Although we don't believe in timing the market or panicking over market movements, we do like to keep an eye on big changes -- just in case they're material to our investing thesis.
Although the thick of the holiday season is right around the corner, traders will certainly be glad to see the end of this week in which the S&P 500 (SNPINDEX: ^GSPC ) suffered its worst weekly losses in roughly a quarter.
The only noteworthy piece of economic data to hit the tape today was the November Producer Price Index, which decreased by 0.1% (core PPI rose by 0.1%, in line with expectations). With enterprise costs remaining under control there's little worry that we're going to see rising prices on the consumer side for at least the next couple of months -- and that's a good thing, with consumers being so skittish about their spending habits recently.
The S&P 500 wound up falling Friday, albeit fractionally, by 0.18 points (-0.01%) to finish at 1,775.32. It was the fourth consecutive day for losses on this index.
Leading to the upside today was struggling trucking company YRC Worldwide (NASDAQ: YRCW ) which advanced 24.9% following word that its labor union had agreed to vote on extending an agreement that would allow YRC to attempt to refinance its debt. YRC CEO James Welch said the agreement would cut costs by $100 million annually, but wouldn't reduce any of the workers' pay or health benefits. If approved, the deal would be effective through March 2019. With rival Arkansas Best (NASDAQ: ABFS ) recently ratifying a multiyear labor agreement that will dramatically reduce its costs, YRC needs to move quickly or its efforts to raise cash and avoid a possible bankruptcy may have been all for naught.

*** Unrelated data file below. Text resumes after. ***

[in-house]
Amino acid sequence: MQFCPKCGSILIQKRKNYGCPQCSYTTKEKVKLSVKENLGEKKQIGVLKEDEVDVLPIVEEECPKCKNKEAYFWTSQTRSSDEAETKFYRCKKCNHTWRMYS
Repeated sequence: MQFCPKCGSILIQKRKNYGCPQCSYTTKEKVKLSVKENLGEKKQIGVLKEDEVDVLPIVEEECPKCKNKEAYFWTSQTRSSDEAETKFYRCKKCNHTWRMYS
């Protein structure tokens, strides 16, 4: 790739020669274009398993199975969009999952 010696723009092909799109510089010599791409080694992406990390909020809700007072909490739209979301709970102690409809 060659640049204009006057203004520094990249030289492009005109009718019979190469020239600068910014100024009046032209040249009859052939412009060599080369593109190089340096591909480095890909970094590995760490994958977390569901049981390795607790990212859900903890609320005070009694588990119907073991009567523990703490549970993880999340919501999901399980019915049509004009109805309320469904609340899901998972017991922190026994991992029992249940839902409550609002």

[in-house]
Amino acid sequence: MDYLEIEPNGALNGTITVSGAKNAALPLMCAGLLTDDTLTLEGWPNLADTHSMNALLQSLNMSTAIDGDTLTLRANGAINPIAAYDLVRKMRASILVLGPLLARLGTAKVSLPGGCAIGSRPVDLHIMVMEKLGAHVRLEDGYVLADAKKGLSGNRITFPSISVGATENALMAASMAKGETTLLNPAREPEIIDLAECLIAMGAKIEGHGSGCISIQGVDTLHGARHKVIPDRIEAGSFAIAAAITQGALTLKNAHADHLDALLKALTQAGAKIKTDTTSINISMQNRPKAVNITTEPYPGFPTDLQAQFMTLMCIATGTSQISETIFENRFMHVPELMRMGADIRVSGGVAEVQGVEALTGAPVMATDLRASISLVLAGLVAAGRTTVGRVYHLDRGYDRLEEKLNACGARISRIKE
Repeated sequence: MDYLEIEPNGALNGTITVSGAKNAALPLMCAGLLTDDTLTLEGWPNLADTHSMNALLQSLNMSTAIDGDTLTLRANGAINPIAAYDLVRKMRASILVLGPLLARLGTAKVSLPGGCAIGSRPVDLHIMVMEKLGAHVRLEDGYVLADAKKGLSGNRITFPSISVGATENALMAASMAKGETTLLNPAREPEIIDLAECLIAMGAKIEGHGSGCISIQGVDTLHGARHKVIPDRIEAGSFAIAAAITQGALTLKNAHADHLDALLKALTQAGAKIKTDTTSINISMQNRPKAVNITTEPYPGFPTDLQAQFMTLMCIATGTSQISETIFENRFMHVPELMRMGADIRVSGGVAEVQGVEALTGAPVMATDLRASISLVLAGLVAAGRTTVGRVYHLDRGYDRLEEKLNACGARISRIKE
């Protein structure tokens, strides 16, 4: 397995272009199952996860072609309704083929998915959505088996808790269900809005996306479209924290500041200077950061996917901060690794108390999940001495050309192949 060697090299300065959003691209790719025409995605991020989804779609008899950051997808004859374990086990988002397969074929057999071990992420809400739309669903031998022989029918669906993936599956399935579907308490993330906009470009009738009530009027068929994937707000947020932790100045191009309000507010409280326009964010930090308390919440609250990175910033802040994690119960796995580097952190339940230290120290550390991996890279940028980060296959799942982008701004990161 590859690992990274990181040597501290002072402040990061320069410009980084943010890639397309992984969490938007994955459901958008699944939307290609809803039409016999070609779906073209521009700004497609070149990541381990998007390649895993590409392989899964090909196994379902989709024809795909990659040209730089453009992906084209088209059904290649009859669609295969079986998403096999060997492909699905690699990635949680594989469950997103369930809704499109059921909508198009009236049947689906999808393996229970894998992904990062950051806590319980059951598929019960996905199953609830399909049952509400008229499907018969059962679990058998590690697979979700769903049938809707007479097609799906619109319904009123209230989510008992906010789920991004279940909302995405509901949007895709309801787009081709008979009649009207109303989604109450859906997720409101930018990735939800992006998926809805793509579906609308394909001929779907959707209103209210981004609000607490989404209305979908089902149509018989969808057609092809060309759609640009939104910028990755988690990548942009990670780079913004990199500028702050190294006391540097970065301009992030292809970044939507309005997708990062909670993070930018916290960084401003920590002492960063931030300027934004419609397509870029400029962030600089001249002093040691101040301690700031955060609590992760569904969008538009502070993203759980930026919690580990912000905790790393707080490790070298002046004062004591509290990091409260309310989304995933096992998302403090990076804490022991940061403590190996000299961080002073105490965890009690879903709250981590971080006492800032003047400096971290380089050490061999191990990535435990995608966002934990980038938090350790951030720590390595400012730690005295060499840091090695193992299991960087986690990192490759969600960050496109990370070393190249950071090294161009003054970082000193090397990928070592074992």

Specialty merchandise retailer Martha Stewart Living Omnimedia (NYSE: MSO ) rallied to the upside by 18.4% following a New York Post report that the company had laid off 100 workers, or 20% of its workforce. Investors are cheering the move because layoffs mean lower general expenses (i.e., salaries) which can potentially help boost profits. The main problem, as I see it, is there are no clear-cut catalysts to push the Martha Stewart brand of products higher. Unless this company wrangles up some very lucrative partnerships over the next couple of months, I see no reason to chase the stock higher following today's pop.
Finally, cloud-based applications developer Adobe Systems (NASDAQ: ADBE ) gained 12.8% after reporting its fourth-quarter earnings results. The actual results were nothing to write home about, with profits down 70% as revenue dipped 10%. The reason for the excitement, though, is Adobe's move toward a recurring revenue stream model, which does lend itself to short-term profit and revenue hiccups but positions the company for success over the long term. Adobe ended the quarter with an additional 402,000 Creative Cloud customers, bringing its cumulative total to 1.44 million, and delivered Marketing Cloud revenue growth of 38%. It appears that shareholders are caring less and less about Adobe's near-term results as long as it continues to pile on recurring-pay subscribers to its cloud-based platform.
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